Reason #2: To Show That Anyone Can Be a Winner

Lotto Max Winner Michael GebruWorking hand in hand with reason number one above, lotteries often insist that winners reveal themselves for the sole reason of broadcasting the wide variety of different people who win. It has been proven that there are people from all walks of life that have won the lottery. Displaying these winners garners hope in future players by showing that no matter who you are and no matter what you are currently doing, there is a possibility that you could strike it big—just like the random assortment of lottery winners that already have. This action alone goes a long way in ensuring that players do not give up hope and that they continue playing for the foreseeable future.

Reason #3: For Publicity

Let us be honest—nothing makes lottery players want to go out and buy a ticket for an upcoming draw quite like seeing somebody else who has just won being handed a giant oversized cheque that has way too many zeros on it. As with every other industry on the planet, advertising is key. Because of this, one of the biggest things that lotteries rely on is advertising their winners in the hope of generating more players. It is for this reason that lottery operators will often hold a ceremony to hand over winnings to a jackpot winner. These ceremonies often have members of the press present, and sometimes the lottery operators themselves will even do feature articles on winners to showcase their lives before the win and the way that they received their win.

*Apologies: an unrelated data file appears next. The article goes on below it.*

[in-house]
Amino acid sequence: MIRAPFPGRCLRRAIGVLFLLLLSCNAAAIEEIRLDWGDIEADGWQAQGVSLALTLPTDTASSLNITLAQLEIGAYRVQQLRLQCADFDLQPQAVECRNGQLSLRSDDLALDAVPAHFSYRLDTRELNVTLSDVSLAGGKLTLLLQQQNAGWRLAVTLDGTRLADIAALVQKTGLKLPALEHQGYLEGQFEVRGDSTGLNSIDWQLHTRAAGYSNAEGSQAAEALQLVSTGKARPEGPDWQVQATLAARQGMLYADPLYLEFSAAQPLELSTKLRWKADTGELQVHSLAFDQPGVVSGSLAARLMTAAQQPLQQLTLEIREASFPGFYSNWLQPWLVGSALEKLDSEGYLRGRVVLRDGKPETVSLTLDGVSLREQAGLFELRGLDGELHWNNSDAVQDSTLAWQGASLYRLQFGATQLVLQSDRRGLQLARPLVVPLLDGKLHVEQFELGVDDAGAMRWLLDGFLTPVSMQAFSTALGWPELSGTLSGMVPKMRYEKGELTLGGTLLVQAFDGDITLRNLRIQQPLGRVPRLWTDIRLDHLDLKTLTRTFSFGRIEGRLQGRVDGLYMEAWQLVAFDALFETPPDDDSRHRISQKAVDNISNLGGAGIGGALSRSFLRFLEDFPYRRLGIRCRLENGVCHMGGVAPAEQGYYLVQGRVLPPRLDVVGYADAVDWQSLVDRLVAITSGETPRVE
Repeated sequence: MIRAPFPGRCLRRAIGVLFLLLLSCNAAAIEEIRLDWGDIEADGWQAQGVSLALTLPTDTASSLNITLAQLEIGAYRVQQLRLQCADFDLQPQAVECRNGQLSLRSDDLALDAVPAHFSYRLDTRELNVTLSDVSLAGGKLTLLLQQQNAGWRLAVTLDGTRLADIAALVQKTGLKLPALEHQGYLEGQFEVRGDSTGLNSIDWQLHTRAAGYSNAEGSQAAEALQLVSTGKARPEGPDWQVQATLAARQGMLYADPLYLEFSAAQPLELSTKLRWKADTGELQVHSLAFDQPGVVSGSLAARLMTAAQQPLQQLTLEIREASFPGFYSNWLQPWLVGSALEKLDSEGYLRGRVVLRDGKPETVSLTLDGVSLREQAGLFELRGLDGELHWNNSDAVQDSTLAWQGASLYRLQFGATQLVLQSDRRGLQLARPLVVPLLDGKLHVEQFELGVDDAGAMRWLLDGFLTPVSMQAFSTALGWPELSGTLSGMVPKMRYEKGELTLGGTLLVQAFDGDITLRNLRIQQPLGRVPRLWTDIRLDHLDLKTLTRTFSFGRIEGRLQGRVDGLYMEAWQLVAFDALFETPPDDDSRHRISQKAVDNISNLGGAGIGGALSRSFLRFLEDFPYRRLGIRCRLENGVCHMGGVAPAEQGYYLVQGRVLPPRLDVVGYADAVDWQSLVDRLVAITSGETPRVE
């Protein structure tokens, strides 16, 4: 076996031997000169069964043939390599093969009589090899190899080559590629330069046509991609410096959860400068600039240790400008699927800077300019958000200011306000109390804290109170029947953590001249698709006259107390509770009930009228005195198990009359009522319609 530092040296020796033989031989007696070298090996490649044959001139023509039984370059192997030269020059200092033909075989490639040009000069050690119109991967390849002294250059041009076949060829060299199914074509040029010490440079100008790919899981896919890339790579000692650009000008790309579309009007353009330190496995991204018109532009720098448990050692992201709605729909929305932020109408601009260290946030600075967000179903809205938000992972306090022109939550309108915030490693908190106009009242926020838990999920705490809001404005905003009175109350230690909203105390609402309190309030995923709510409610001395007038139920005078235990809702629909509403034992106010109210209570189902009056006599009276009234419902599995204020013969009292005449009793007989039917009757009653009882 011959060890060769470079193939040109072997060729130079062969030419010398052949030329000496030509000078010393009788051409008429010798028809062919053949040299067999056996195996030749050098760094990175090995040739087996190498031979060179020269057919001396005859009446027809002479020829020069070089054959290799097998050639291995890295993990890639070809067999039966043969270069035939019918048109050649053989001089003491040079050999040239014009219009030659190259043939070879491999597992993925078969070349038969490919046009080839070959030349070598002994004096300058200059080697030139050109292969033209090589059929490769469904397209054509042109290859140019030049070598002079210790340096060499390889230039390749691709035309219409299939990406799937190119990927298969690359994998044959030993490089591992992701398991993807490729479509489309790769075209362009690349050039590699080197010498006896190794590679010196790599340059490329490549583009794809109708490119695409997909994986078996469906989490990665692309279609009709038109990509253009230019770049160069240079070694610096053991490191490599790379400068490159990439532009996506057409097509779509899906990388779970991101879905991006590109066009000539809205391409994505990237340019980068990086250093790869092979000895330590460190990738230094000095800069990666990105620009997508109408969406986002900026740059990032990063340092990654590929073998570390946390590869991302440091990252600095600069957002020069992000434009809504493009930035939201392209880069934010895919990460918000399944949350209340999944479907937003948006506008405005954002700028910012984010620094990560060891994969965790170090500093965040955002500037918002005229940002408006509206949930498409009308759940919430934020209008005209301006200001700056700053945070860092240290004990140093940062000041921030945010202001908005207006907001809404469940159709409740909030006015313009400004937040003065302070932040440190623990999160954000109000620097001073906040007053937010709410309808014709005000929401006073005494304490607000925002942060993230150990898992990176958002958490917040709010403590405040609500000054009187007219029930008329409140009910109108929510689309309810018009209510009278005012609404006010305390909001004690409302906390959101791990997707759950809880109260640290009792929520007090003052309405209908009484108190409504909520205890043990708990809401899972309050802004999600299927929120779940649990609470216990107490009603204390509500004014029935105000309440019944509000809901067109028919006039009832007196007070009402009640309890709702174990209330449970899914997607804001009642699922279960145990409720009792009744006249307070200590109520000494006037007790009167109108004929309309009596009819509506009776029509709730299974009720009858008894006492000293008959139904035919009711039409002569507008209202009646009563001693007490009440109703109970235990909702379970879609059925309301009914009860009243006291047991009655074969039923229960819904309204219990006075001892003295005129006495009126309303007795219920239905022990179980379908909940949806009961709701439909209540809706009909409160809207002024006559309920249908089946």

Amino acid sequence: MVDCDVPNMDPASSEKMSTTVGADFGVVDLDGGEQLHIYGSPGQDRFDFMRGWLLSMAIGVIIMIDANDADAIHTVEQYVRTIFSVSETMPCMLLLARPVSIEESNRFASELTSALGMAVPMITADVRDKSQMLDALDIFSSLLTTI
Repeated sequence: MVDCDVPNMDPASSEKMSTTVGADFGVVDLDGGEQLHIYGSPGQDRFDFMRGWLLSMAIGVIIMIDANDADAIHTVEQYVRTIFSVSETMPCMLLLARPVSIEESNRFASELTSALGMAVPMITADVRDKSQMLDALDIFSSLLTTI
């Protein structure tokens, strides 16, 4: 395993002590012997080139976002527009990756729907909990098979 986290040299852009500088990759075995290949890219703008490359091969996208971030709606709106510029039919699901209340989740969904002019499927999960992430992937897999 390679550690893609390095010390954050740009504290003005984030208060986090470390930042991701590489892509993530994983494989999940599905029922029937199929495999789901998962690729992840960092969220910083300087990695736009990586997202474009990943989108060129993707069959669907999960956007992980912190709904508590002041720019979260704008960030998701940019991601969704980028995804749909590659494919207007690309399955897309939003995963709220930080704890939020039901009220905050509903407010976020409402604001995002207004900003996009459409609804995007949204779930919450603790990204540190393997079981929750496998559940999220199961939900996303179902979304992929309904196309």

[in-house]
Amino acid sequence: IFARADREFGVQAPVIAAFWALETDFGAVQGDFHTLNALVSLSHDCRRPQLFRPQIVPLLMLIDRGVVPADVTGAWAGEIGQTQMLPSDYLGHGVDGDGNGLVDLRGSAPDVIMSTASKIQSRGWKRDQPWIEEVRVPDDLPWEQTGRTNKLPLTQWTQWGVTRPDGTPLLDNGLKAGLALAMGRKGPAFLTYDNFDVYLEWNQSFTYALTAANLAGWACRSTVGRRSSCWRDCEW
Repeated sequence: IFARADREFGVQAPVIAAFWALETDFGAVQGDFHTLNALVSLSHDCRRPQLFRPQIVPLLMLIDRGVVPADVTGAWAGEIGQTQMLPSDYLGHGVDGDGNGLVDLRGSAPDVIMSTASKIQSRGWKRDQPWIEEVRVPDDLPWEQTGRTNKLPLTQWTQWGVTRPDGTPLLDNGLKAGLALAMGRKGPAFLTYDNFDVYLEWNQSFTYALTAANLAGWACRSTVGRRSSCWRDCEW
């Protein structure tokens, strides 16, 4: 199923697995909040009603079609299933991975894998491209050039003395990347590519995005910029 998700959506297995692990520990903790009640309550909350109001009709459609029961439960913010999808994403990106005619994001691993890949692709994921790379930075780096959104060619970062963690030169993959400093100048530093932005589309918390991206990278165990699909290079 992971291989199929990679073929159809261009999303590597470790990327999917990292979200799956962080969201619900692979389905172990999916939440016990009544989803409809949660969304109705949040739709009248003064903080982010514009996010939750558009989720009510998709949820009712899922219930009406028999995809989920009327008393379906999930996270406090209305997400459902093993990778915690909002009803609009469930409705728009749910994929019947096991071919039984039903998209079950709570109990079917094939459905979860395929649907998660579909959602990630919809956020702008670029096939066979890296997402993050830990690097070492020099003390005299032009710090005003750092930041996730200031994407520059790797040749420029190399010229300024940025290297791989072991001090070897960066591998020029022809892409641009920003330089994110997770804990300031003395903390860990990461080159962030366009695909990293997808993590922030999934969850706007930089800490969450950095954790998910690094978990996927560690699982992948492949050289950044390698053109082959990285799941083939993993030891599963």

Reason #4: To Help Players Get It Over and Done With

This may sound incredibly strange to you at first, but let us explain. Many winners who have tried to remain anonymous have been hounded by the press and other people interested in their win who are all trying to find out their story. This hounding can sometimes go on for years and even follow them far away from the region where they initially won.

By contrast, players who accept the limelight from the start and answer all the menial questions that the press wants from the beginning are generally left alone to do as they please. This is because once everybody has the answers to their questions, they have no more reason to bother the new winners. For this reason, lottery operators believe it is better to let their jackpot winners experience their 15 minutes of fame and just ‘get it over and done with.’


As you can see, there is an entirely different side to the argument regarding whether or not lottery winners should be able to stay entirely anonymous. The four reasons listed above do provide sound reasoning as to why lottery operators prefer jackpot winners to step into the spotlight. However, we do feel strongly that each case should be judged individually based on who the winner is. Hopefully, even though this may mean more paperwork, it may prevent instances where people are targeted for their winnings to the point where they may even lose their lives (as was the sad case of Craigory Burch Jr.).